Japan’s largest mobile operator by subscribers and revenues NTT DoCoMo has won the nod to head up a mobile broadcasting project in the country, local press including Kyodo news reports. A government-appointed advisory panel has reportedly selected a consortium headed by DoCoMo to build the necessary infrastructure for multimedia digital broadcasting for mobile handsets, the reports said. The communications minister is expected to formally announce its decision within a week, the Mainichi Shimbun added.
According to TeleGeography’s GlobalComms Database, in July this year DoCoMo and KDDI Corp (au Corp) presented their competing plans for delivering a next generation mobile-device broadcasting service to the Ministry of Internal Affairs and Communications (MIC). Although existing mobile broadcast service licences allow the airing of digital TV, the next generation concession will enable the winner to broadcast a variety of content, such as movies, sports coverage and electronic books, directly to handsets and PDA-type devices. The launch date for next generation broadcasting could take place as soon as spring 2012 and DoCoMo and KDDI were vying for the rights to the single licence on offer. Both KDDI and DoCoMo created new companies to develop next generation mobile, but the latter’s bid appears to emerged as the winner. If ratified, DoCoMo is estimated to have to invest JPY80-JPY100 billion (USD864-USD1,081 million) to build out base stations across the country to deliver the new service.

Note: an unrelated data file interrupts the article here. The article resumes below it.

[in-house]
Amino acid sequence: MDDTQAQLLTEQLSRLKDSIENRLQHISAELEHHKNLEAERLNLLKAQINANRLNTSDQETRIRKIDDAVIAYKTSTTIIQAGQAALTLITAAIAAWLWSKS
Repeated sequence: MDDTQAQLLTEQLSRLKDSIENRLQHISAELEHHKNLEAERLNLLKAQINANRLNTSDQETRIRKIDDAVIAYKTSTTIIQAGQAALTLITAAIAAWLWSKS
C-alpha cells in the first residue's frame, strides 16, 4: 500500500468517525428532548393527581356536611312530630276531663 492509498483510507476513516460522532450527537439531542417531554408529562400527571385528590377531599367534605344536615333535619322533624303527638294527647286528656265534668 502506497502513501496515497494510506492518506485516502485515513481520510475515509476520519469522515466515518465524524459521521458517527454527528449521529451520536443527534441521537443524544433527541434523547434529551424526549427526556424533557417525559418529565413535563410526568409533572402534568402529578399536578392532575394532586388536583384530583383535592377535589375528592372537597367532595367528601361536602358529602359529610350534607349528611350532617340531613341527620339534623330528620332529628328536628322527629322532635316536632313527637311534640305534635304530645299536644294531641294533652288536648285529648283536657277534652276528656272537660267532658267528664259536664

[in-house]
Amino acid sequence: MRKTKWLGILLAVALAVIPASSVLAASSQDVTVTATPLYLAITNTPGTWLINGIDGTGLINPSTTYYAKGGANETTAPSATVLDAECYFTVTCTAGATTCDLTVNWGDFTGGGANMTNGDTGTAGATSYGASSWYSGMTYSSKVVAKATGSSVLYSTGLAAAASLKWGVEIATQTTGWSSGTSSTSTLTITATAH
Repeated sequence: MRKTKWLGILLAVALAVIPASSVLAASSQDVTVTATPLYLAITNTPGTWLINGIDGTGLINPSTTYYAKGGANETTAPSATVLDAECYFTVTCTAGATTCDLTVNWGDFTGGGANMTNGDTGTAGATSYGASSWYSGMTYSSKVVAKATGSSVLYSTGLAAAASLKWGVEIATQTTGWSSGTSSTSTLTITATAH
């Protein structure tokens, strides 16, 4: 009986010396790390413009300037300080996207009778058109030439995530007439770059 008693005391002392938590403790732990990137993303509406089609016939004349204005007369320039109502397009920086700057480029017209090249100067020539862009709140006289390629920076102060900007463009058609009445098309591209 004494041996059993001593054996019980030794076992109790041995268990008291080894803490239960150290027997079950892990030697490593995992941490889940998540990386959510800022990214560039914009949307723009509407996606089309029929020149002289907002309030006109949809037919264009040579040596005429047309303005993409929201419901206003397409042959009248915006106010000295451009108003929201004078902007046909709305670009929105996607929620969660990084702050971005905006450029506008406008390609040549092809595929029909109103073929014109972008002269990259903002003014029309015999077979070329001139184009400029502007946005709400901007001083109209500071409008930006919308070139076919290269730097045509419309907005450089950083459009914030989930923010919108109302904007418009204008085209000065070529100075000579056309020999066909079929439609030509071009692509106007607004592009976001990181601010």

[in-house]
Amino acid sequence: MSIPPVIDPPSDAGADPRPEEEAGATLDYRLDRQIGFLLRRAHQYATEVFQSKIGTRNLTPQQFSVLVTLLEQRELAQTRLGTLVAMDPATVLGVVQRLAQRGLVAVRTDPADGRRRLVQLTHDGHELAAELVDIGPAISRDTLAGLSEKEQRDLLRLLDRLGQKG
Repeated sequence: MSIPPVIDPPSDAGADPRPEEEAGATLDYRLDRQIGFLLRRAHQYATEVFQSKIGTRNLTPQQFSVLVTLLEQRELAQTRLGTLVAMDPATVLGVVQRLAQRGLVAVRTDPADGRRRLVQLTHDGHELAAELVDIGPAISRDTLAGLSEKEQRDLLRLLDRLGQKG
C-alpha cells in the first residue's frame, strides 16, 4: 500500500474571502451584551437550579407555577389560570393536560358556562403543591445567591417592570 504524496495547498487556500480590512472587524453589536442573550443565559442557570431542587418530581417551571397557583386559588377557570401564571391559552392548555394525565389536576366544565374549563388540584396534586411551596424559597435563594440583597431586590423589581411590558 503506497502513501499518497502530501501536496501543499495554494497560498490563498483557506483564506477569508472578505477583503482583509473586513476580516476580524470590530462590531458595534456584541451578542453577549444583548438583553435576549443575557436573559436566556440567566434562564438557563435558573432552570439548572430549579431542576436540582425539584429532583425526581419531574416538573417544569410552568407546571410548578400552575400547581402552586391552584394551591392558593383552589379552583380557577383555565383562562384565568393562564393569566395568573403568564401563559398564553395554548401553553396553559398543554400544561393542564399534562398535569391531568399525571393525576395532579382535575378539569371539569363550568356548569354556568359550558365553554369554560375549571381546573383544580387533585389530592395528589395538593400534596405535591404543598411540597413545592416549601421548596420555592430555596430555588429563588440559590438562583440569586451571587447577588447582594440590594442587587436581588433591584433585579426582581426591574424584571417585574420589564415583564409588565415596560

In the July meeting both firms played up the merits of their business plans. DoCoMo said that if successful, it intended to hold capital expenditure at around JPY43.8 billion as a way to keep customer fees down and encourage a wider take-up of the service. The NTT unit estimates that monthly subscription rates for the new service will be around JPY300. Answering concerns that its curb on CAPEX might jeopardise indoor coverage, DoCoMo said it was confident that strong signal coverage would provide ample customer access. For its part, KDDI had scheduled investment of JPY96.1 billion – double that of its rival – if its bid proved successful, and said it was looking to deploy 865 base stations, about seven times the number set down by DoCoMo. However, at the time KDDI’s ambition was tempered by concerns that it might need to charge higher broadcast fees to content providers, which could prevent it from attracting enough customers. The firm looked to reassure officials by saying ‘If there aren’t enough content providers, KDDI will take on the responsibility of supporting them.’ However, this gambit appears not to have come off.